When an assembly press supplier meets with a manufacturer to discuss its next purchase, both parties focus on one question: Which type and model of press is best for the current application? Mike Brieschke, vice president of sales at Aries Engineering Corp., recalls how two such meetings in 2006 with automotive OEMs led the supplier to ask itself another question: Which type of press is best for the future of assembly?
In every manufacturing industry, tradition is becoming less important. Companies no longer assume that what worked in the past will be enough to keep and gain customers. Instead, they look to the latest technology to improve manufacturing processes, optimize product quality and expand their customer base.
Walk through any automotive plant, and there’s a good chance you’ll see lift assists in use for product assembly. Common lift assists include large or small hoists, air balancers, extension arms and end-effectors (clamp, hook, vacuum, magnet, etc.).
Today’s typical automobile features nearly 100 exterior and interior sensors, with the number likely to increase in the near future. Those located on the outside (axle load, steering angle, blind spots, air temperature, etc.) require special protection from the elements and unique production methods.
A surveillance camera in a retail store is designed to zoom in with laser-like precision to focus on people and merchandise. A race car is designed to handle crowded straightaways and steep turns with speed and agility.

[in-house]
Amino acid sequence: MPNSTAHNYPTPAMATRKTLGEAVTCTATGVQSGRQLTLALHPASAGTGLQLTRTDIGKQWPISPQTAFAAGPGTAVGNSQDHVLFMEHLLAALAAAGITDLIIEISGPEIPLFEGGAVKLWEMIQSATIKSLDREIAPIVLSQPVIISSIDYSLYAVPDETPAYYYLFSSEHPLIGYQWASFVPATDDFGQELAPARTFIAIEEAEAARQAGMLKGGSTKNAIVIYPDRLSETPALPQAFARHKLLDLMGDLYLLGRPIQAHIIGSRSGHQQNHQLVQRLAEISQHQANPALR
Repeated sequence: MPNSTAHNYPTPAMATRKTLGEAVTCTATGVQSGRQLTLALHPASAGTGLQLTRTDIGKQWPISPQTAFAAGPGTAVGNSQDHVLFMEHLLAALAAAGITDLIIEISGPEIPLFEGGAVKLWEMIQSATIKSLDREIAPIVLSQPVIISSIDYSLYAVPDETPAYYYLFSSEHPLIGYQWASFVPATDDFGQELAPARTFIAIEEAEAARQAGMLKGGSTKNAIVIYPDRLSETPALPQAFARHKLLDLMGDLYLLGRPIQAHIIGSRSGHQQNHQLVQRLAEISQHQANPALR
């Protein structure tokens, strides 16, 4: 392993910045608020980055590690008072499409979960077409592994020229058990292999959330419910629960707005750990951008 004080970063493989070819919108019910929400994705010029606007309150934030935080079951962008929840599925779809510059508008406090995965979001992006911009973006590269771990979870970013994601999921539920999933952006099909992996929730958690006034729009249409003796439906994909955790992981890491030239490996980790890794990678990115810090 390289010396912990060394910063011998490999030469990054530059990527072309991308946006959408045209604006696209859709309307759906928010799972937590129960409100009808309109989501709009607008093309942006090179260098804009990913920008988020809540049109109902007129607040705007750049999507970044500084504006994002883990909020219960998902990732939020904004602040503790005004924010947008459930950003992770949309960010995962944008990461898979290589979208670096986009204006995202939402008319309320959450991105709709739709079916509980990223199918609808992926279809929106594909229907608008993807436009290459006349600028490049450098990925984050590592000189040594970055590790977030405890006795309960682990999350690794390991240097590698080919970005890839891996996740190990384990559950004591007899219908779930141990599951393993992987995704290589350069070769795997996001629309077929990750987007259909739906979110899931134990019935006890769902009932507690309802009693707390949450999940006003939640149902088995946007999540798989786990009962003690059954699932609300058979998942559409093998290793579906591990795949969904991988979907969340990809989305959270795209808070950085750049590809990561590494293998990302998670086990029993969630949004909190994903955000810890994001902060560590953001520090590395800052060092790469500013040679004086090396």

There is a big difference between being part of an industry and being an industry participant. Little Humtown Products (based in Columbiana, OH) has followed the latter path for many years as a full-service supplier to the foundry industry.
About 300 miles northwest of Mexico City sits the town of Aguascalientes. Although its name means hot waters, the place is much more well-known for its gentle climate, brave bullfighters and being a stopover point between the mines of Zacatecas and Mexico City.
Noted actor and film director Mel Brooks told viewers often in his 1981 film “History of the World Part I” that “it’s good to be the king.” What he failed to say, though, is that it’s hard to stay the king, or leader, of a big industry for a long time.